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Program Description

Just the Facts

Biotechnology. A program that focuses on the application of the biological sciences, biochemistry, and genetics to the preparation of new and enhanced agricultural, environmental, clinical, and industrial products, including the commercial exploitation of microbes, plants, and animals. Includes instruction in bioinformatics, gene identification, phylogenetics and comparative genomics, bioinorganic chemistry, immunoassaying, DNA sequencing, xenotransplantation, genetic engineering, industrial microbiology, drug and biologic development, enzyme-based production processes, patent law, biotechnology management and marketing, applicable regulations, and biotechnology ethics.

This program is available in these options:

  • Certificate / Diploma
  • Associate degree
  • Bachelor's degree
  • Graduate Certificate
  • Master's degree
  • Doctoral degree

High School Courses

See the high school courses recommended for programs in this career cluster:

See the high school courses recommended for programs in this pathway:

Additional Information

You'll spend several hours peering at wriggly objects through a microscope. And it may take a while for your nose to get used to all the chemical smells in the lab. But as a biotechnology major, you'll learn a lot about science and the awesome power humans have over nature.

Biotechnology involves tinkering with living things in order to produce needed or beneficial products or results. These could be better crops or more powerful drugs or cures for diseases. Most graduates work in labs.

Some universities offer bachelor's degrees in biotechnology. They take between three and five years.

However, in several cases, students major in a related field, like biology. They then choose courses to prepare them for biotechnology careers. That's because biotechnology is more of a real-life career field than an academic area of specialization.

There are graduate programs for those who want to deepen their knowledge, get involved in high-level research or teach.

"The typical student comes in from high school with courses in biology, chemistry, mathematics and physics," says Bert Holland. He is the director of a biotechnology program. "It's a regular science admission profile. Students actually don't take any specific biotechnology courses until year two."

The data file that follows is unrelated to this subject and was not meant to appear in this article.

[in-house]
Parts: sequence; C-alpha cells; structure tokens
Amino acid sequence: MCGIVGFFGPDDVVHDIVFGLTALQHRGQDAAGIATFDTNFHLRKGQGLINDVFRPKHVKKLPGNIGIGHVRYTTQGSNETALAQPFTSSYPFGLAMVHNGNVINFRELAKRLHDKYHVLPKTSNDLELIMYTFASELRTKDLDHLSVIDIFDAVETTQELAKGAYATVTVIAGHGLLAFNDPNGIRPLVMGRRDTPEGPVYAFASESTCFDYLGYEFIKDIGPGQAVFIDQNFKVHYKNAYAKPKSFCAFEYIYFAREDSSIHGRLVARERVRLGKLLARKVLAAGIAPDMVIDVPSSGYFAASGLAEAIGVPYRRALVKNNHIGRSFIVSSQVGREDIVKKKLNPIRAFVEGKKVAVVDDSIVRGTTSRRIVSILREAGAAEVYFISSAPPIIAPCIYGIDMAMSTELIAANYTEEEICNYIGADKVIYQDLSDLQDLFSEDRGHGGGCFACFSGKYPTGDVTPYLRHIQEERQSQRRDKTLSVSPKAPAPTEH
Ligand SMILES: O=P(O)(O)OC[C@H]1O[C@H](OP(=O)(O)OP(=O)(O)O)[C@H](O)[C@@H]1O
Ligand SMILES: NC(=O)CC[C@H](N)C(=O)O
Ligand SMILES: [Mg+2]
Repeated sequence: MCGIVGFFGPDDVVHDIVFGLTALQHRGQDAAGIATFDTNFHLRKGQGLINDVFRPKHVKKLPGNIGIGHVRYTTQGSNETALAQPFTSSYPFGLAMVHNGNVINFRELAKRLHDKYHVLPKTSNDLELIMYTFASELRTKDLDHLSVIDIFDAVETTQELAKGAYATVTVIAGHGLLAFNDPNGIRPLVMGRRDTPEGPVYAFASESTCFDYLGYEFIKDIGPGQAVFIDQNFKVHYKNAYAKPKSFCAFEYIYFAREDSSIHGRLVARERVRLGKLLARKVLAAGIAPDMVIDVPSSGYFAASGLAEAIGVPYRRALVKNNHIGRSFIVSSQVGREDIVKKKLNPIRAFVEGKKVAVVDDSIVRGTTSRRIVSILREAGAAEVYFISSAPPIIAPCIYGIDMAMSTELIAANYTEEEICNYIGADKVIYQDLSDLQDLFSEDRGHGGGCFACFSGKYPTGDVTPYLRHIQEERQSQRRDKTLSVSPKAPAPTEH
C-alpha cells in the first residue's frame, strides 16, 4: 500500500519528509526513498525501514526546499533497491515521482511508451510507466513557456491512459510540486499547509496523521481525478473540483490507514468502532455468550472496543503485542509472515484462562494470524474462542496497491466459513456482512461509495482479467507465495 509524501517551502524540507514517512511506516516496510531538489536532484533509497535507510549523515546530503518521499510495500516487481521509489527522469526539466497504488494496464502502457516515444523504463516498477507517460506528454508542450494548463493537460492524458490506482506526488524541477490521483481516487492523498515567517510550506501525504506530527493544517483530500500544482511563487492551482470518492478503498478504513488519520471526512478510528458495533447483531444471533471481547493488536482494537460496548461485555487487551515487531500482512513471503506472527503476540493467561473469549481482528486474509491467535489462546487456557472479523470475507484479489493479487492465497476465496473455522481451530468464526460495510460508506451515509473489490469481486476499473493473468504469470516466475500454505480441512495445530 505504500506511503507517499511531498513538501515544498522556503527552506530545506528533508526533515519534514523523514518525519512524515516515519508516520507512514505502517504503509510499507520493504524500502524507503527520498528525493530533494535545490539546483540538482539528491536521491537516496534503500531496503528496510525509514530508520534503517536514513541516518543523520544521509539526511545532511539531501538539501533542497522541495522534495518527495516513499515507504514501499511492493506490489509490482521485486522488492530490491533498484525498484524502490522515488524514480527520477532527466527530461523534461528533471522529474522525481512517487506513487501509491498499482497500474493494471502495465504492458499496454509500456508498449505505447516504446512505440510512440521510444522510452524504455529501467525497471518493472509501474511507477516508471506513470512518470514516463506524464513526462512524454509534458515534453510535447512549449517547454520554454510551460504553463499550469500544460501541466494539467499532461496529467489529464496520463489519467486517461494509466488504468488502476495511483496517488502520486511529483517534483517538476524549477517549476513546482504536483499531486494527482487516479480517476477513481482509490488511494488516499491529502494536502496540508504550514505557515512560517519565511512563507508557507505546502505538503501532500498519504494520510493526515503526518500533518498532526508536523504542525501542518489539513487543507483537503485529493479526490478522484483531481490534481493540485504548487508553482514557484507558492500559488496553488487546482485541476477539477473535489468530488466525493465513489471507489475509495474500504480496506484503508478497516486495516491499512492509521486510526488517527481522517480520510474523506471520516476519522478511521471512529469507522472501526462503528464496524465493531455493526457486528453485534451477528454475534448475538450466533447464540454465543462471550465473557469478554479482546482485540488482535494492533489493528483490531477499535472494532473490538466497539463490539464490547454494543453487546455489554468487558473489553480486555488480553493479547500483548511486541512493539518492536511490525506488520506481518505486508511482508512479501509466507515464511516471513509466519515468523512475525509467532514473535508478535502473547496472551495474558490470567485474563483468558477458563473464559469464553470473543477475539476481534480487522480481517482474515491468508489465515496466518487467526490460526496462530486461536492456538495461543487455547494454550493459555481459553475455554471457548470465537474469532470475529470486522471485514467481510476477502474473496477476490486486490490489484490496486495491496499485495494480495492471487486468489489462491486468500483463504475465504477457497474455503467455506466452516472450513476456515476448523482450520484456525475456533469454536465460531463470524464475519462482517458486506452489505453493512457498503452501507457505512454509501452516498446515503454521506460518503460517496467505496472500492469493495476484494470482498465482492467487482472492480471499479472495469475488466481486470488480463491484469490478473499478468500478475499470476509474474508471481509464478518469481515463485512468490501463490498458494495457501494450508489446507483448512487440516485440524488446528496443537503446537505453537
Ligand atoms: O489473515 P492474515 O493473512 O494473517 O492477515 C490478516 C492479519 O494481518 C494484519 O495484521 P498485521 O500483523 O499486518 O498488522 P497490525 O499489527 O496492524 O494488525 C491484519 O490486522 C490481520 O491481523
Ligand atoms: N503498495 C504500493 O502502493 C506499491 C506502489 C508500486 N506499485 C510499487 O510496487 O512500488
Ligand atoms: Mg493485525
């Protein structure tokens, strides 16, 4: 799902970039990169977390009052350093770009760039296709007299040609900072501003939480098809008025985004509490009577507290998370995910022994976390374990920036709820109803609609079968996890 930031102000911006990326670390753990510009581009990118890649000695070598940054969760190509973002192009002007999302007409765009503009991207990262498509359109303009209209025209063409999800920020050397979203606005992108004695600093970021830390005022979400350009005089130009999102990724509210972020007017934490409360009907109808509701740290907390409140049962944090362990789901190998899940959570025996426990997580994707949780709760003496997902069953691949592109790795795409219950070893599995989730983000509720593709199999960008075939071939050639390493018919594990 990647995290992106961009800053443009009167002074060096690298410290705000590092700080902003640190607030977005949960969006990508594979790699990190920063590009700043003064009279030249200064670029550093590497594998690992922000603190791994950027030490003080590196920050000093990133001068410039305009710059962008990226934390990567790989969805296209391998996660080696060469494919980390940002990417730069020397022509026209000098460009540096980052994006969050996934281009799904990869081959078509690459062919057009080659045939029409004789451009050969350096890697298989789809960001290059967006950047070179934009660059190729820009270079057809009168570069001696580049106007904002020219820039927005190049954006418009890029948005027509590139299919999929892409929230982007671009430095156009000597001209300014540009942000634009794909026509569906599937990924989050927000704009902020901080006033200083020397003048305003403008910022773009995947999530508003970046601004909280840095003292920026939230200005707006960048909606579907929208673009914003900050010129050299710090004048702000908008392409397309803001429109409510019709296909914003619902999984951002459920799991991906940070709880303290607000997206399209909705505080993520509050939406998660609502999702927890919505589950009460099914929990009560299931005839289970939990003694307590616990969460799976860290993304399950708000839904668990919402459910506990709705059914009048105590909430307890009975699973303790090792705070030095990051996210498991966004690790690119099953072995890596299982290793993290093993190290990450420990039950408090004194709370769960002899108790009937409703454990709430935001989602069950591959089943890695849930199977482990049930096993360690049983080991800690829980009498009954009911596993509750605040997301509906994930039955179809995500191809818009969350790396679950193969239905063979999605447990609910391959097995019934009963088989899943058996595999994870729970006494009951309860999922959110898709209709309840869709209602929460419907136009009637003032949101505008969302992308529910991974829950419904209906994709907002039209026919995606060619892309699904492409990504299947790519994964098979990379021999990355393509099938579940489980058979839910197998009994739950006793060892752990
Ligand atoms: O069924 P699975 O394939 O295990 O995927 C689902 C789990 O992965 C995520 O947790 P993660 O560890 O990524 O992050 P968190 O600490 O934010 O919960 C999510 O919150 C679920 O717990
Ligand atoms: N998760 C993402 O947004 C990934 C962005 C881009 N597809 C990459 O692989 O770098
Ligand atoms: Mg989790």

Dorothy Sweeney is the associate director of Penn State University's biotechnology institute. She says her school looks for high standardized test scores and a proven track record of interest in life sciences.

The most important courses and extracurricular clubs to focus on would revolve around math and science. Computer literacy is definitely key to this field as well.

In addition, Sweeney says science reporting or writing in high school, membership in science honor societies or professional organizations and volunteerism are good.

Some of the courses you may take in an undergraduate biotechnology degree program could include introductory biology, cell biology, general botany, organic chemistry and calculus.

Other common courses are environmental education, pharmacology, virology and microbiology. Programs may include an internship.

Students don't need to have their own lab equipment or scientific materials. These are generally provided in labs. Public computers are also available. But it is always useful to own one.


Occupational Outlook Handbook
Find more information related to the Biotechnology field of study.

Biomedicine and Biotechnology at About.com
Your online guide to biotech

BIO: the Biotechnology Industry Organization
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